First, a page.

Cleaning Up After the Storms | NBC Southern California

Cleaning Up After the Storms

Three to six hours of rain are possible Tuesday

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    NEWSLETTERS

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    LA CANADA FLINTRIDGE, CA - JANUARY 21: Residents who refused to evacuate their homes try to clear flowing debris between two houses during the fourth storm of the week on January 21, 2010 in La Canada Flintridge, California. Hundreds of homes have been evacuated because of the threat of major mud slides and debris flows below foothills and mountains that burned last year. Despite warnings by firefighters that they will not be able to get through debris flows to rescue stay-behind residents if a major event occurs, many refuse to leave. The threat is particularly high near the San Gabriel Mountains which were denuded of natural flood-controlling vegetation by the 250-plus square mile Station Fire. (Photo by David McNew/Getty Images)

    When it rains in the mountains, there's a lot more stuff besides water that finds its way into Southern California's rivers and washes. There's also mud, rocks, roots, trees, limbs, leaves and rocks. And maybe a few unmentionables.

    In fact, an estimated 500,000 cubic yards of debris has found its way into the foothill communities during the past week. That's where the area's debris basins come into play. Maybe you've heard about them. Without the basins, officials say there would already be big trouble in La Canada Flintridge and surrounding communities.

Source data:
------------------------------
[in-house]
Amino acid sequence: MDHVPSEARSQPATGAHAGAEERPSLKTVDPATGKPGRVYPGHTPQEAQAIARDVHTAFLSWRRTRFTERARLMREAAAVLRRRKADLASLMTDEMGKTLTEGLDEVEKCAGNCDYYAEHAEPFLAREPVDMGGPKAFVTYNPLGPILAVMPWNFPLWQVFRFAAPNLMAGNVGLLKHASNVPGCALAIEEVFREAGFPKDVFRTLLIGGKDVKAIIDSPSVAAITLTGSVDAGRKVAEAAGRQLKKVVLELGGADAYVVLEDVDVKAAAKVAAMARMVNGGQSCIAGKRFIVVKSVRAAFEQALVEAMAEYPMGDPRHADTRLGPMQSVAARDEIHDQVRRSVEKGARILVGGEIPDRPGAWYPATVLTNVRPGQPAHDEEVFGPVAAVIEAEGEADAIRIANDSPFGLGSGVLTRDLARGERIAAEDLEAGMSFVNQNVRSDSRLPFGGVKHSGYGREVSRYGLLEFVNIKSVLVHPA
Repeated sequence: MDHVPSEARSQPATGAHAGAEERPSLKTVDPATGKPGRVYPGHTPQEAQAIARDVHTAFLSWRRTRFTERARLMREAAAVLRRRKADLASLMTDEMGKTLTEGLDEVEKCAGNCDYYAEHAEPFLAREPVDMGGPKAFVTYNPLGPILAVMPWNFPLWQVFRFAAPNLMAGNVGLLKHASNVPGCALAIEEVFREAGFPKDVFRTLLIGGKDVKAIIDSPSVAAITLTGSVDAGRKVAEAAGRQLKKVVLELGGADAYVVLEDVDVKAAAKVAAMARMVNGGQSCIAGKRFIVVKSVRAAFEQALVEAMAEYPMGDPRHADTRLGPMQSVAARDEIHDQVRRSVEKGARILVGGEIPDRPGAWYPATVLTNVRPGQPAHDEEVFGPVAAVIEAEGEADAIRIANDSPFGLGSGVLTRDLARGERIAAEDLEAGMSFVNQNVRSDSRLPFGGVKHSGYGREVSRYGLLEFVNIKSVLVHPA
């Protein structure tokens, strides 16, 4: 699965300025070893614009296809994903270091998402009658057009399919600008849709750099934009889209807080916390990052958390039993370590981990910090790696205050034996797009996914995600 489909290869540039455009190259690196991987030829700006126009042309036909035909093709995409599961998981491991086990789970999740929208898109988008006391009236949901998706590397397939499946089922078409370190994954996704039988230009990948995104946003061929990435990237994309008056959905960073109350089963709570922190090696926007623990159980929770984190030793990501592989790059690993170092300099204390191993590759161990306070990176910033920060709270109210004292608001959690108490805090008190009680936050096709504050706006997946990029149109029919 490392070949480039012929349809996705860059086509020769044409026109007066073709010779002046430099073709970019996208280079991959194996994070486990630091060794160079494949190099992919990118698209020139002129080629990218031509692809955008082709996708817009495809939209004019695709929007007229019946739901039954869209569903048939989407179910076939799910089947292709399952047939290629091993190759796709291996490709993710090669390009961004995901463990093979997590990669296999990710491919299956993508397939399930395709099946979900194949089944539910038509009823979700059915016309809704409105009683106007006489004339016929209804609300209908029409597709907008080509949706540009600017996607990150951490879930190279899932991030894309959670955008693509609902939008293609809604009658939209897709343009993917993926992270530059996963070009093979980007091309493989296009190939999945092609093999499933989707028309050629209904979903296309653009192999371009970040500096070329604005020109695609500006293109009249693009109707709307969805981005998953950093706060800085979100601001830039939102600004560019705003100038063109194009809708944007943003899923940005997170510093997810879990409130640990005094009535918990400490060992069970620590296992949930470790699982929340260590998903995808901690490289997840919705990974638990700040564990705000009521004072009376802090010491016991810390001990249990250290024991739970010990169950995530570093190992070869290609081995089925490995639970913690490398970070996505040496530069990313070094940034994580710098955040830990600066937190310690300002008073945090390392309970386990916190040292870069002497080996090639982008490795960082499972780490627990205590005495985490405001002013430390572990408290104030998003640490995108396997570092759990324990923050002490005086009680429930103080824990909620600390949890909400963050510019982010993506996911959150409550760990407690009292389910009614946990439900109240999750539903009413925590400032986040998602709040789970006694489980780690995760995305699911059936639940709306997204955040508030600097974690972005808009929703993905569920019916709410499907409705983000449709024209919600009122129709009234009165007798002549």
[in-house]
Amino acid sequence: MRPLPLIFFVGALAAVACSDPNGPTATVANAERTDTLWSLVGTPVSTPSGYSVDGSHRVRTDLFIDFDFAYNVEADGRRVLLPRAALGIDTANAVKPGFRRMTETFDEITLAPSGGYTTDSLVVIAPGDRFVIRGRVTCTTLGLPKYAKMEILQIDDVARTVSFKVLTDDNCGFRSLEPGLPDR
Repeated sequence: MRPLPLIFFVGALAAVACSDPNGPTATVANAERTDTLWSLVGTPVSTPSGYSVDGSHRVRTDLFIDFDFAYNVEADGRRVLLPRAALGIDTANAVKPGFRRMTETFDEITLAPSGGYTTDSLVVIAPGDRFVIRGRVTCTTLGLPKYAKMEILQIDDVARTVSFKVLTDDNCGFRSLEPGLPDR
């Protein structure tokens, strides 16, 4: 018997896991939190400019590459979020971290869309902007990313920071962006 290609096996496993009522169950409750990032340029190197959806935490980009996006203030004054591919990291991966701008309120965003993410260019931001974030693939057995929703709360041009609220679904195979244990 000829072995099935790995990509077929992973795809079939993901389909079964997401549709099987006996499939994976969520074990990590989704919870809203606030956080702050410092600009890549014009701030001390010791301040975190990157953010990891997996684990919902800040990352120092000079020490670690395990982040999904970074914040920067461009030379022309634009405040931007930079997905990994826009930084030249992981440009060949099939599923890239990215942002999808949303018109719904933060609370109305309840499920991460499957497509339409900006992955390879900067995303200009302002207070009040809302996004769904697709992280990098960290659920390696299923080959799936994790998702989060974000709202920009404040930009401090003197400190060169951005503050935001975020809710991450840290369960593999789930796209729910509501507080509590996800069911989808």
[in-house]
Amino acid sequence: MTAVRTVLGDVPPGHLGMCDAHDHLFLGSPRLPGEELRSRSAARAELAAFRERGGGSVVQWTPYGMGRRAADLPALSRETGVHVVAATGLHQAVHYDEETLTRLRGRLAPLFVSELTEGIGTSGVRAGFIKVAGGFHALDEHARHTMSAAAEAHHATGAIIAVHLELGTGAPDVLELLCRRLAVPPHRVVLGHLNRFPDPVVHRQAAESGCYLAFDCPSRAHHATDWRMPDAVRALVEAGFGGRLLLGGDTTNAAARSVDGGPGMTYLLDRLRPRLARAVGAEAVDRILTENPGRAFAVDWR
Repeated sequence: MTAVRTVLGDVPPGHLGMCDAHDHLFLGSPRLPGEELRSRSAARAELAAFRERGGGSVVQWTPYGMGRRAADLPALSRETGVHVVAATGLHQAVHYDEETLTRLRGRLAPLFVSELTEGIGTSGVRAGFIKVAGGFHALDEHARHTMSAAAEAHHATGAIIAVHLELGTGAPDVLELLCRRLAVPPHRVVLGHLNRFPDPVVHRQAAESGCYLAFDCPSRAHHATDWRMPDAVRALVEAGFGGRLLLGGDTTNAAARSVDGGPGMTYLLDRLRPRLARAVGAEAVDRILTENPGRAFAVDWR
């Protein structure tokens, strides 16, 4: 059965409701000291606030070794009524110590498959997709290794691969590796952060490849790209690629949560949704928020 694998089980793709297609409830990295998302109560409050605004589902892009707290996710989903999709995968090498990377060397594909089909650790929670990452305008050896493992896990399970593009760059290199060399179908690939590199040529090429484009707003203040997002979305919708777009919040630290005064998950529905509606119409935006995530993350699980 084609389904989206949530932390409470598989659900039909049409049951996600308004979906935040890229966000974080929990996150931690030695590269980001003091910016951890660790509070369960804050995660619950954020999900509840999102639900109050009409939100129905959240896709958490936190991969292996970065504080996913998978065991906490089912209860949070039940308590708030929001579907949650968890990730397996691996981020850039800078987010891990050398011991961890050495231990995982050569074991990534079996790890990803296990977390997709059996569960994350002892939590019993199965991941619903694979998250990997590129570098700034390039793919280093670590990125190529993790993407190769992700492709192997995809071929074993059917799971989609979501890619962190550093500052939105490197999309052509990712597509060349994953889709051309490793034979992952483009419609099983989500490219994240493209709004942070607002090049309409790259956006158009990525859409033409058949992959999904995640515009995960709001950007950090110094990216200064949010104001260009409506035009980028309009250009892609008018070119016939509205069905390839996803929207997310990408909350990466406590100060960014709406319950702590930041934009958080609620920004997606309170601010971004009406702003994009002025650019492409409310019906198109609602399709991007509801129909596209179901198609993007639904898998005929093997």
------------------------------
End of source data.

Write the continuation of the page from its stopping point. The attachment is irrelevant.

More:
On Monday, dump truck after dump truck hauled away some of that stuff from those basins. The hope is that they can get rid of it now, to get ready for the next batch.

    Gail Farber, Los Angeles County Director of Public Works, is personally overseeing the cleanup at the debris basins that protect homes near the Station Fire burn area. She's especially concerned about basins that nearly filled up during last week's rain, like the Mulally Basin, which is more than half full.

    "We're prioritizing our debris basins," said Farber. "So some of the more critical ones -- our smaller ones -- are being cleaned out first."

    Farber says the larger basins are doing exactly what they're supposed to do. She calls it "dewatering," which means the rainwater slowly filters away, leaving a massive pile of muddy mess. That way, the water drains in a controlled way, and the messy leftovers can be hauled away in trucks, often to places that need the material for fill.

    It was all going remarkably well by Monday afternoon. But that could change if this week's rains are heavier than expected.

    "We're hopeful this week's storm won't have the capacity of last week's storms," said Bob Spencer, a Public Works supervisor.

    The water runoff that was a torrent just a few days ago is now trickling like a creek in dangerous places like Blanchard Canyon. That's great news. Officials say they are pleased for the most part with how well the debris basins are holding up.

    But there's still a lot of debris up in the mountains that could be flushed out of the hills. So the Public Works Department suggests that people in the burn areas keep their sandbags handy.

    Gail Farber likes to say that the debris basin is the first line of defense, but communication is a close second.

    "We're not through it yet," said Farber. "Everyone needs to stay on alert and stay informed if potential storms move into the area and have significant intensities."